A multi-institution collaboration of scientists, including those from NOAA/ESRL/CSD and those partly funded by CPO's Atmospheric Chemistry, Carbon Cycle, and Climate program (AC4) has resulted in an interesting study comparing the origins of similar levels of formic acid (a potential precursor to aerosols) in very different environments.
"Investigation of secondary formation of formic acid: urban environment vs. oil and gas producing region," was published in the Journal of Atmospheric Chemistry and Physics in late February.
The paper's authors note the very different atmospheric composition in Los Angeles vs. Utah's Uintah Basin that results in very similar production of formic acid, which models typically underestimate by a factor of 10.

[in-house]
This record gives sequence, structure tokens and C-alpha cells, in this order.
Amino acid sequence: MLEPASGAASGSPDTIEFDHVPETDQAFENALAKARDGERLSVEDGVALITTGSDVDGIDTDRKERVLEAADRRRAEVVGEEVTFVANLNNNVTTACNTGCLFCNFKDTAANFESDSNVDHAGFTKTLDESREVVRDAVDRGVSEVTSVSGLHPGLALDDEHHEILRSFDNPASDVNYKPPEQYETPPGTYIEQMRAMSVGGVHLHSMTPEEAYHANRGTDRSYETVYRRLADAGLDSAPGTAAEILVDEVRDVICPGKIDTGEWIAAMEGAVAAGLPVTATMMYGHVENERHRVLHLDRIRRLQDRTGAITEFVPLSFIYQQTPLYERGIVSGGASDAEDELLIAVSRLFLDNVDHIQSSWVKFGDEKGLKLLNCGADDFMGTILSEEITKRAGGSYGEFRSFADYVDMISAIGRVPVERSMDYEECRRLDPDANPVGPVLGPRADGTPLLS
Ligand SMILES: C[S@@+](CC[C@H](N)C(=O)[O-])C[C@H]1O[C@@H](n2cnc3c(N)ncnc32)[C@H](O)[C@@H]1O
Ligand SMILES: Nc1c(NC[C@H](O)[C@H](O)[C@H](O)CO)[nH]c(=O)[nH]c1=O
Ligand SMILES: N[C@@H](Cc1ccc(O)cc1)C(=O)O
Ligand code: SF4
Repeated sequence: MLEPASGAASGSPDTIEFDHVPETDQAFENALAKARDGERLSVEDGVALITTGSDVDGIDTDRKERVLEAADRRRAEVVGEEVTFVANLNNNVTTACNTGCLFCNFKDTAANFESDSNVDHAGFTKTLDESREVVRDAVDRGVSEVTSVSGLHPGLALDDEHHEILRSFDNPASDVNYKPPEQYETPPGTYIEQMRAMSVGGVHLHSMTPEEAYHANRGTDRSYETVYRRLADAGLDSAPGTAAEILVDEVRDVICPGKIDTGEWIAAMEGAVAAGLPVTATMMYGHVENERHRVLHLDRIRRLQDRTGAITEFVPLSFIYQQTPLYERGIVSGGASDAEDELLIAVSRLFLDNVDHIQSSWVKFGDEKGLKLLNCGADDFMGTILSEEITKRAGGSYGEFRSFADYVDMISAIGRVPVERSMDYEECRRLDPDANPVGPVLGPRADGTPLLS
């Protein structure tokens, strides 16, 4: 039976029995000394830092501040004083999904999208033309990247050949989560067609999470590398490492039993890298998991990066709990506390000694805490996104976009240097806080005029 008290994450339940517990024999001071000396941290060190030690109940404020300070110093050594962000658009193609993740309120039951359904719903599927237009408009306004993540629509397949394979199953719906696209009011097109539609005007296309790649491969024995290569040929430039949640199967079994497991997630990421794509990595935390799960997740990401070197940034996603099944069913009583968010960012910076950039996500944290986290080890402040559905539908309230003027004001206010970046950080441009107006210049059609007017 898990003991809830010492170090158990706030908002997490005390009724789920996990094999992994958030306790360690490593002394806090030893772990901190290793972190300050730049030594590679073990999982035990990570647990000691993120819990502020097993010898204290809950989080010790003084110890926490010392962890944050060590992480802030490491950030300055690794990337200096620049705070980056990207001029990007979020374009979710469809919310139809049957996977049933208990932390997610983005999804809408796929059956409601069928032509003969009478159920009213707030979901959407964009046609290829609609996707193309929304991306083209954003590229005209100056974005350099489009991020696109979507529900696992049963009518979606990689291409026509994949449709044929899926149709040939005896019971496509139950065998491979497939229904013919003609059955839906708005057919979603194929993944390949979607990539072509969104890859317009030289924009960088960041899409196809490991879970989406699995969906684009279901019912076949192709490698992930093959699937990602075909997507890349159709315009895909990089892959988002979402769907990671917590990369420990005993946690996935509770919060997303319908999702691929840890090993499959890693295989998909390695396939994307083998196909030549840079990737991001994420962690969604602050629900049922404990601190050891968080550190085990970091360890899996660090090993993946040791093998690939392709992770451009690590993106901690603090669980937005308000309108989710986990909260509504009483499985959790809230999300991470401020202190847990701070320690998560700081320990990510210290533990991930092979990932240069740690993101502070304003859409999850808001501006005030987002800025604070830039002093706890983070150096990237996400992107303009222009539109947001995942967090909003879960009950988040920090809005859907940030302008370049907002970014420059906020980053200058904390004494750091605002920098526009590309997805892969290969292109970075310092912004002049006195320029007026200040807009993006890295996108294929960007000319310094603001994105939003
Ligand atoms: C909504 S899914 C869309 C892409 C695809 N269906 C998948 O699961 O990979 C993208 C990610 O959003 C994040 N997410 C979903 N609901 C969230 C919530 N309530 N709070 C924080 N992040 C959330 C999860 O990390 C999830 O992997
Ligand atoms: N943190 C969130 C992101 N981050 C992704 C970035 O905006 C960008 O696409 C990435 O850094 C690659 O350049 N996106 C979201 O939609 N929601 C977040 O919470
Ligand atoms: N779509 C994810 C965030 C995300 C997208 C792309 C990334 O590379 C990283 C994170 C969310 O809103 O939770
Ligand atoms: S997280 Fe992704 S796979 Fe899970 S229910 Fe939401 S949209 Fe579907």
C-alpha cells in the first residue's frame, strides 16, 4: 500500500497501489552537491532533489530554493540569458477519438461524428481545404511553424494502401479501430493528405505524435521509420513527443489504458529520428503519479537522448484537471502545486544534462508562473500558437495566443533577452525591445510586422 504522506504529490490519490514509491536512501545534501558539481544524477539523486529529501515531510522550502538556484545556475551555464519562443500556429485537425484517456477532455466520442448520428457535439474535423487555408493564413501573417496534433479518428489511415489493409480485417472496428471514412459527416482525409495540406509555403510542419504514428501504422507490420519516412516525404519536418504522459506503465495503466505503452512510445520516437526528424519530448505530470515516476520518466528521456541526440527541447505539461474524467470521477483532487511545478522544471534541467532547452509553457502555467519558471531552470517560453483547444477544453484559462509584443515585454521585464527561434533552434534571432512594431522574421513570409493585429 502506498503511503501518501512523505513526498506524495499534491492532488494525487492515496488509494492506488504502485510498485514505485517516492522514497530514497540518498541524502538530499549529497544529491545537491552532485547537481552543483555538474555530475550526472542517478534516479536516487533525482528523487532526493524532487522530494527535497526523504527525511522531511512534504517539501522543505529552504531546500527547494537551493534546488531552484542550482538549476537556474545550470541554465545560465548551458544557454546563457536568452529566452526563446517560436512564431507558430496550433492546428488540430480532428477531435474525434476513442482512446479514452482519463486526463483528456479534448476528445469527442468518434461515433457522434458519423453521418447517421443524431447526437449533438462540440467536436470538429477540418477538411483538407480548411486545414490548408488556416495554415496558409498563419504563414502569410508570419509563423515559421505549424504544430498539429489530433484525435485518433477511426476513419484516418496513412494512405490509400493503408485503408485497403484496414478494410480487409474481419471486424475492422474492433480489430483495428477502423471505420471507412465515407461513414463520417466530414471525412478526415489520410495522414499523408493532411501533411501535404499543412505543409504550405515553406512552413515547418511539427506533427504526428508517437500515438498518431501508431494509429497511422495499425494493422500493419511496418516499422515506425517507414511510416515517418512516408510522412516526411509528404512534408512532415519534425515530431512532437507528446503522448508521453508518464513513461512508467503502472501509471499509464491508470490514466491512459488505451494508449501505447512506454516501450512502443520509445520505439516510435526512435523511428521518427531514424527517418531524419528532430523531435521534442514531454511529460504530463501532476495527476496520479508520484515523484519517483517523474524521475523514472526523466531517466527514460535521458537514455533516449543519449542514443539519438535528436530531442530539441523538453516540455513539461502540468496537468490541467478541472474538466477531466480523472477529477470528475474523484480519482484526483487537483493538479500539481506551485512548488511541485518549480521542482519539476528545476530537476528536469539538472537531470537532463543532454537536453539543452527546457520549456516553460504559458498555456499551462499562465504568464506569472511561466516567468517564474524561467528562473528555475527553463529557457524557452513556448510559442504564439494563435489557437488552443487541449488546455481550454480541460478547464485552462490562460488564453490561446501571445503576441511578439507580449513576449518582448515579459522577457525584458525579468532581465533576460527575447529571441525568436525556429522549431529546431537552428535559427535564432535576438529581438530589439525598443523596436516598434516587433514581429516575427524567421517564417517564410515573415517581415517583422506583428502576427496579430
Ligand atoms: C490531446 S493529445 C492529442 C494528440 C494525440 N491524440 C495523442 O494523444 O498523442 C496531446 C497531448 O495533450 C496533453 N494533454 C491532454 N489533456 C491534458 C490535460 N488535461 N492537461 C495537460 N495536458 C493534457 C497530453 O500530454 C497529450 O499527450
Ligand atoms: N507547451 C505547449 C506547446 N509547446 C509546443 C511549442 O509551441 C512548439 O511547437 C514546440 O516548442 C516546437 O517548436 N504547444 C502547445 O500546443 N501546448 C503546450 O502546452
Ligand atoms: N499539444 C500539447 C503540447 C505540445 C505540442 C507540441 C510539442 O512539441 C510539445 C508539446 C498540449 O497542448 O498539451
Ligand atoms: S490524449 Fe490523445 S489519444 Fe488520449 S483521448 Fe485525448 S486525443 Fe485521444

Analyzing the chemistry from recent NOAA-led field campaigns, the authors found several missing reactions that lead to the majority of formic acid production.
To learn more and access the paper, visit: http://www.atmos-chem-phys.net/15/1975/2015/acp-15-1975-2015.pdf
Americans’ health, security and economic wellbeing are tied to climate and weather. Every day, we see communities grappling with environmental challenges due to unusual or extreme events related to climate and weather. In 2011, the United States experienced a record high number (14) of climate- and weather-related disasters where overall costs reached or exceeded $1 billion. Combined, these events claimed 670 lives, caused more than 6,000 injuries, and cost $55 billion in damages. Businesses, policy leaders, resource managers and citizens are increasingly asking for information to help them address such challenges.
Oceanic and Atmospheric Research (OAR)
National Oceanic and Atmospheric Administration (NOAA)
Department of Commerce
Climate Program Office
1315 East-West Hwy, Suite 1100 Silver Spring, MD 20910
Copyright 2018 by NOAA
NOAA Privacy Statement|
Web Accessibility Statement|
Disclaimer for External Links|
U.S. Department of Commerce|